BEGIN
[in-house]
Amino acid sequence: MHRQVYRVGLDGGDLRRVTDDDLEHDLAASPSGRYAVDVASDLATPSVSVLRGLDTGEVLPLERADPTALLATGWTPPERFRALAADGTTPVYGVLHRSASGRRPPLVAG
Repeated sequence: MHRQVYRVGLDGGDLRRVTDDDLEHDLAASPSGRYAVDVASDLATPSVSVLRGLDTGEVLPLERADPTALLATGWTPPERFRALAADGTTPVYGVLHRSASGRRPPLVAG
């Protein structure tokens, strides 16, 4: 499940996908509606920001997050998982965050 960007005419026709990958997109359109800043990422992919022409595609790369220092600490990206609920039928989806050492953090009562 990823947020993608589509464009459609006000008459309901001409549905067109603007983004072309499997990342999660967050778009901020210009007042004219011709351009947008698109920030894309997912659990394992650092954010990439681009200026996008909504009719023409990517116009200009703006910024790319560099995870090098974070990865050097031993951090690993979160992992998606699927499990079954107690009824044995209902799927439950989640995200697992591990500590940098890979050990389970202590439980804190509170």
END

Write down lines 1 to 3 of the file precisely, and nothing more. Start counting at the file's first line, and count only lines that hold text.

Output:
[in-house]
Amino acid sequence: MHRQVYRVGLDGGDLRRVTDDDLEHDLAASPSGRYAVDVASDLATPSVSVLRGLDTGEVLPLERADPTALLATGWTPPERFRALAADGTTPVYGVLHRSASGRRPPLVAG
Repeated sequence: MHRQVYRVGLDGGDLRRVTDDDLEHDLAASPSGRYAVDVASDLATPSVSVLRGLDTGEVLPLERADPTALLATGWTPPERFRALAADGTTPVYGVLHRSASGRRPPLVAG